Unable to use RSA keys with SSH: Server refused our key
I am trying to use RSA public/private keys generated by PuTTY to log in to two GNU/Linux computers from Windows computers, and it works for one but not for the Ubuntu computer. The keys were generated on a Windows 7 desktop PC. From it I can log in to a Beaglebone Black running the Angstrom distro. I copied the keys to a Windows 7 laptop, and I was successful logging in to BBB from it as well, but not to the Ubuntu computer. I get the following message on the PuTTY terminal:
Using username "user".
Server refused our key
Using keyboard-interactive authentication.
I can complete the log in by entering the password, but I really want the keys to work so I can eliminate password log-ins over internet. The username is different between the two servers, but I think that is no problem, right?
I am using Ubuntu 14.04 LTS which has openssh-server installed. I copied the public key from PuTTYgen and pasted it into ~/.ssh/known_hosts. The key is on one line only, starting like this:
The ~/.ssh directory has permissions set to 700, ~/.ssh/known_hosts is set to 600.
I had high hopes when I found this post on this board, but none of those solutions have fixed the problem.
At one point I accidentally deleted the host keys in /etc/ssh/, but I uninstalled openssh-server and then reinstalled it which brought back those keys. Well, at least it seems like I got them all back.
I opened one PuTTY terminal and issued
tail -f /var/log/auth.log, and then tried to log in on a second terminal. Nothing enlightening showed up. The first message acknowledged that the password log in was succesful, nothing about the keys though.
I have been tinkering with the configuration file /etc/ssh/sshd_config trying to hit the right combination of settings, each time restarting the daemon with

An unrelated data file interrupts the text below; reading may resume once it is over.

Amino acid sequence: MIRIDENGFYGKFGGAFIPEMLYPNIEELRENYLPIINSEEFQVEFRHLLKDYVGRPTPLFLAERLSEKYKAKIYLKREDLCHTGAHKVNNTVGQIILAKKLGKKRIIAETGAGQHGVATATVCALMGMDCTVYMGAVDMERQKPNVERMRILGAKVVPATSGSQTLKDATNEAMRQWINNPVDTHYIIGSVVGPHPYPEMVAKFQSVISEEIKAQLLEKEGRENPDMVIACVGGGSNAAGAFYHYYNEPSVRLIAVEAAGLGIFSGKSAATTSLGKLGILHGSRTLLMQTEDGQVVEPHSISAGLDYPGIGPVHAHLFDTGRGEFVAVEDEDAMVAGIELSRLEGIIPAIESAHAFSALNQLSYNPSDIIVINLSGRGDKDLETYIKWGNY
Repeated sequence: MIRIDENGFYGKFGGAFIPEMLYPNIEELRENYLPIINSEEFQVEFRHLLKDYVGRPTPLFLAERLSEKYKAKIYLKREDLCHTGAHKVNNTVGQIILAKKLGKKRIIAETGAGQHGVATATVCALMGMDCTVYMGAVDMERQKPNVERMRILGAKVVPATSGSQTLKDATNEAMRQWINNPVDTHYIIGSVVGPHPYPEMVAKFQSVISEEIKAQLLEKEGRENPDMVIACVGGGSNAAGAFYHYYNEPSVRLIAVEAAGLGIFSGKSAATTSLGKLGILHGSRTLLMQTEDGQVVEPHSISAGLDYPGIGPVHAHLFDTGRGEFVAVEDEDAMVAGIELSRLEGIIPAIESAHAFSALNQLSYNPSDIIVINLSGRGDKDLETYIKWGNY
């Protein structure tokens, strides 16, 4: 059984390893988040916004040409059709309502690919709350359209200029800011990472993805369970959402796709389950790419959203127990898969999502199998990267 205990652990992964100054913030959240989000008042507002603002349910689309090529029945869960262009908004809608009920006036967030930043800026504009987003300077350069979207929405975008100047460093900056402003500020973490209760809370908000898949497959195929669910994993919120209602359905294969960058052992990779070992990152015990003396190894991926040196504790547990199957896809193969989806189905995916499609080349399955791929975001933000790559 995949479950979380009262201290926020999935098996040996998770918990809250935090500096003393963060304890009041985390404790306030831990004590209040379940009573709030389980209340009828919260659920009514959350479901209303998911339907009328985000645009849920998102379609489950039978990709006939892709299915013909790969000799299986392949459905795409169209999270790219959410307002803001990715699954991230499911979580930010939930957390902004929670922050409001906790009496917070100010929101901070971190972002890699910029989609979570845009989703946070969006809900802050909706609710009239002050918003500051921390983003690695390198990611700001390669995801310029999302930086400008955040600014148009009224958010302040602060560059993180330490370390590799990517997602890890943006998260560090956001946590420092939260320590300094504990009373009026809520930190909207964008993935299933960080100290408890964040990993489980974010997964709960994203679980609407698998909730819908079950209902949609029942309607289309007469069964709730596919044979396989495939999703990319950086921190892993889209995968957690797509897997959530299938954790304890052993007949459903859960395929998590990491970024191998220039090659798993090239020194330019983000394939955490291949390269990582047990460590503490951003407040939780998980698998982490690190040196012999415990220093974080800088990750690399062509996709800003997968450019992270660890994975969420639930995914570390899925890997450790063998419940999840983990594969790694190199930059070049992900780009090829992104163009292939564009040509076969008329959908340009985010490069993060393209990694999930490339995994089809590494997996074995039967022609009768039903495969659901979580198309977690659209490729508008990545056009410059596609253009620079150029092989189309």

service ssh restart. Below is that file as it stands now. I think I might be missing something in there, but I am running out of ideas.
# Package generated configuration file
# See the sshd_config(5) manpage for details
# What ports, IPs and protocols we listen for
# Use these options to restrict which interfaces/protocols sshd will bind to
# HostKeys for protocol version 2
#Privilege Separation is turned on for security
# Lifetime and size of ephemeral version 1 server key
# Don't read the user's ~/.rhosts and ~/.shosts files
# For this to work you will also need host keys in /etc/ssh_known_hosts
# similar for protocol version 2
# Uncomment if you don't trust ~/.ssh/known_hosts for RhostsRSAAuthentication
# To enable empty passwords, change to yes (NOT RECOMMENDED)
# Change to yes to enable challenge-response passwords (beware issues with
# some PAM modules and threads)
# Change to no to disable tunnelled clear text passwords
# Kerberos options
# GSSAPI options
# Allow client to pass locale environment variables
AcceptEnv LANG LC_*
Subsystem sftp /usr/lib/openssh/sftp-server
# Set this to 'yes' to enable PAM authentication, account processing,
# and session processing. If this is enabled, PAM authentication will
# be allowed through the ChallengeResponseAuthentication and
# PasswordAuthentication. Depending on your PAM configuration,
# PAM authentication via ChallengeResponseAuthentication may bypass
# the setting of "PermitRootLogin without-password".
# If you just want the PAM account and session checks to run without
# PAM authentication, then enable this but set PasswordAuthentication
# and ChallengeResponseAuthentication to 'no'.
As steeldriver pointed out, the RSA key goes into the authorized_keys file, not known_hosts.
I cut the key out of the known_hosts, created and pasted it into the authorized_keys.
chmod 600 authorized_keys,
sudo service ssh restart, and the server is up and running.
Thank you for your answer steeldriver.
In case you’re getting here when using a newer Ubuntu version with Openssh 8.7; and your /var/log/auth.log tail says: type ssh-rsa not in PubkeyAcceptedAlgorithms,
then most probably you’ll need to add to your /etc/ssh/sshd_config:
Behaviour with in my case Shelly on iOS is now sort of solved. It’s strange that the ssh keygen can generate keys it doesnt standard accept. Lots of puzzling again here solved by https://bbs.archlinux.org/viewtopic.php?id=270005. Thanks guys.